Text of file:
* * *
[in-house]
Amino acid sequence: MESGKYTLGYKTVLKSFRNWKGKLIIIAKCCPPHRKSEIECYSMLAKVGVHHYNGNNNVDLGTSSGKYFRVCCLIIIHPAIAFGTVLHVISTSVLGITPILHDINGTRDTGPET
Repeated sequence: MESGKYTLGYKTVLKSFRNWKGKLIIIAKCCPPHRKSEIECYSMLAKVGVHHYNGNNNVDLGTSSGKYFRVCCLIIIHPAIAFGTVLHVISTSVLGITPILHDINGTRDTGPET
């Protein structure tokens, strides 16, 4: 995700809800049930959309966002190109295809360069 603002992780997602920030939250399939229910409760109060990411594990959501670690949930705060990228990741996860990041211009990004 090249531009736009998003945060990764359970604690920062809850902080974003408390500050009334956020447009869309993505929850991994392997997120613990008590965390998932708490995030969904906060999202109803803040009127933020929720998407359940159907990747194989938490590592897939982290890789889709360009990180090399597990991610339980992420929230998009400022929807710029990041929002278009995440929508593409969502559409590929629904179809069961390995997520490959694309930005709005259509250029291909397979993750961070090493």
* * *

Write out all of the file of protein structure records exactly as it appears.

[in-house]
Amino acid sequence: MESGKYTLGYKTVLKSFRNWKGKLIIIAKCCPPHRKSEIECYSMLAKVGVHHYNGNNNVDLGTSSGKYFRVCCLIIIHPAIAFGTVLHVISTSVLGITPILHDINGTRDTGPET
Repeated sequence: MESGKYTLGYKTVLKSFRNWKGKLIIIAKCCPPHRKSEIECYSMLAKVGVHHYNGNNNVDLGTSSGKYFRVCCLIIIHPAIAFGTVLHVISTSVLGITPILHDINGTRDTGPET
């Protein structure tokens, strides 16, 4: 995700809800049930959309966002190109295809360069 603002992780997602920030939250399939229910409760109060990411594990959501670690949930705060990228990741996860990041211009990004 090249531009736009998003945060990764359970604690920062809850902080974003408390500050009334956020447009869309993505929850991994392997997120613990008590965390998932708490995030969904906060999202109803803040009127933020929720998407359940159907990747194989938490590592897939982290890789889709360009990180090399597990991610339980992420929230998009400022929807710029990041929002278009995440929508593409969502559409590929629904179809069961390995997520490959694309930005709005259509250029291909397979993750961070090493």